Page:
Many studies have stated similar criteria for an ideal nerve transposition (92,93,94,95,96 and 97): (a) The operation should place the transected end of the sensory nerve well away from an area that is subject to repeated trauma, movement, and mechanical stimulation; (b) there should be no tension on the nerve itself; and (c) the nerve should lie in an area so as to prevent regeneration of the nerve into the skin and minimize the formation of scar tissue about the transected nerve end. These criteria necessitate implanting as well as transposing the nerve ending to the soft tissue. Therefore, most of the studies recommend implantation and transposition simultaneously. Petropoulos and Stefanko suggested dissecting out the central stump of the cut nerve into its longitudinal fascicles and implanting each of the funiculi into the tissue separately (75).
Many authors have explored the concept of resecting the neuroma and implanting the proximal stump into healthy tissues. Up to now, muscle, bone, nerve itself, and vein have been used for implantation.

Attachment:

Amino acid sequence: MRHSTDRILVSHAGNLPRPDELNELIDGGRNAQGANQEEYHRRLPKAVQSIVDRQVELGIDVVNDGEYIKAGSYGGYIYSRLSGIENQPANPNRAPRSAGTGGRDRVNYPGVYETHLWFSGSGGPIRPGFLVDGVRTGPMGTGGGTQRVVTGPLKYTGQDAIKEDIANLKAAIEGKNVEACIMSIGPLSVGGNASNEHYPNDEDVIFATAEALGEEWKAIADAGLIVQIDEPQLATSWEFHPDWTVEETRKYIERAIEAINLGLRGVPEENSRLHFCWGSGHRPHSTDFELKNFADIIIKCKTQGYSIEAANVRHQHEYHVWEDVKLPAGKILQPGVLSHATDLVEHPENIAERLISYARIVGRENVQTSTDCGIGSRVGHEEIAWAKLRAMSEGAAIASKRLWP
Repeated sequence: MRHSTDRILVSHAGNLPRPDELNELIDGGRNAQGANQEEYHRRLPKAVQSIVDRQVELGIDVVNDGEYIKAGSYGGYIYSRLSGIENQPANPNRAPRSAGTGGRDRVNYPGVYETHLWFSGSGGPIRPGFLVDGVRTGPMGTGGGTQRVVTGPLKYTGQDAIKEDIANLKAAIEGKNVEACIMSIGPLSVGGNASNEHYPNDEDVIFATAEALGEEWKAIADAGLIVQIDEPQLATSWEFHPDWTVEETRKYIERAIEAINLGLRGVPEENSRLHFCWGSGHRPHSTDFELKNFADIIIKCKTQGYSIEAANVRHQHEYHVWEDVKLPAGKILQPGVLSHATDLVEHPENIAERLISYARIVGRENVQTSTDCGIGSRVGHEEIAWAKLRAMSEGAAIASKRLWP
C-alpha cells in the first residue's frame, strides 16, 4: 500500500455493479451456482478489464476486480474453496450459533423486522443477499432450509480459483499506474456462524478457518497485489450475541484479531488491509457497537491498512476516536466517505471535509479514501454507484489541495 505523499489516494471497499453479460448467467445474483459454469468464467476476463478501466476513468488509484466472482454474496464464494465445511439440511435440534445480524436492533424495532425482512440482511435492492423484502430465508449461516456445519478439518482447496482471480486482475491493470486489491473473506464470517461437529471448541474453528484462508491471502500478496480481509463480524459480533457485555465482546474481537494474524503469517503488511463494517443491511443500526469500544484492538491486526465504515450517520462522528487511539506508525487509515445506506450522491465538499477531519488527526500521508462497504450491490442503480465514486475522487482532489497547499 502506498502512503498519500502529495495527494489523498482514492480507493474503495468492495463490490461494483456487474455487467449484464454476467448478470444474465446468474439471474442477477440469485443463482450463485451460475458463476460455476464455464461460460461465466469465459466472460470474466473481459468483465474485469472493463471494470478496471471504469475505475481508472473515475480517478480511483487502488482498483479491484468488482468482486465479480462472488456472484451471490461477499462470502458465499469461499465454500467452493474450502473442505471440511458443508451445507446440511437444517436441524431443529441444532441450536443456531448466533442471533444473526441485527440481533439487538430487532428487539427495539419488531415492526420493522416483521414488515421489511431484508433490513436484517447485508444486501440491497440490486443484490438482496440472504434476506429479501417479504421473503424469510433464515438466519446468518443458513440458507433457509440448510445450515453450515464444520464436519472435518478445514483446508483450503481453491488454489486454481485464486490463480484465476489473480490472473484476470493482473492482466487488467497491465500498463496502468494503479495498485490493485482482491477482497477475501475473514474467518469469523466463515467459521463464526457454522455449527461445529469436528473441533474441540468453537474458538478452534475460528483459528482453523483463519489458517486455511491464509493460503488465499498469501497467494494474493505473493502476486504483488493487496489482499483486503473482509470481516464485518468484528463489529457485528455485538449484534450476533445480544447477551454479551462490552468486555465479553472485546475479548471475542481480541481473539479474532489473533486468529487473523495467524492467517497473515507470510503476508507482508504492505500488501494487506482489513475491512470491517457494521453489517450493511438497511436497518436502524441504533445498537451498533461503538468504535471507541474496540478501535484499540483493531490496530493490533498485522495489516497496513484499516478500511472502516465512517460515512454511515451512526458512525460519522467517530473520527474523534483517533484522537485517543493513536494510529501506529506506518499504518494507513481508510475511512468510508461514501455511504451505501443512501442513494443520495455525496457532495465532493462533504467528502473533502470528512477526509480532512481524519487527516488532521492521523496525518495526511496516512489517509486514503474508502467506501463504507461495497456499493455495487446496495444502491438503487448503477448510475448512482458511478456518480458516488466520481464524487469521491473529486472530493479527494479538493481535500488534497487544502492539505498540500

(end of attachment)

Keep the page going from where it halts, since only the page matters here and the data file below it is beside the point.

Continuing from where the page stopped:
Muscle Implantation
The earliest report dealing with muscle implantation was published in the beginning of the last century (92). The first experimental study of muscle implantation, reported by Teneff, revealed no trace of connective tissue proliferation or formation of amputation neuroma (99).
Dellon et al. presented their preliminary results about muscle implantation in 1984 (Fig. 6) (90). They suggested that transected cutaneous nerves do not form neuromas after long-term implantation into the muscle. In 1986, Dellon and Mackinnon listed the criteria for muscle implantation. They reported an 82% overall success rate. They postulated that factors predictive of a poorer outcome are digital neuroma and to be operated on previously three or more times for pain relief (92). Evans and Dellon (100) also suggested implanting palmar cutaneous branch of the median nerve into the pronator quadratus muscle for the treatment of painful neuroma after carpal tunnel release. Their results were good or excellent. The same technique was also reported for another series of painful neuroma patients in 1998 (101). In this series, the pronator quadratus muscle proved a suitable site for transposition of sensory nerve ends after resection of painful neuromas in the proximal part of the hand and wrist.
FIGURE 6. Painful neuromas can be managed by transposition into the muscle.
Bone Implantation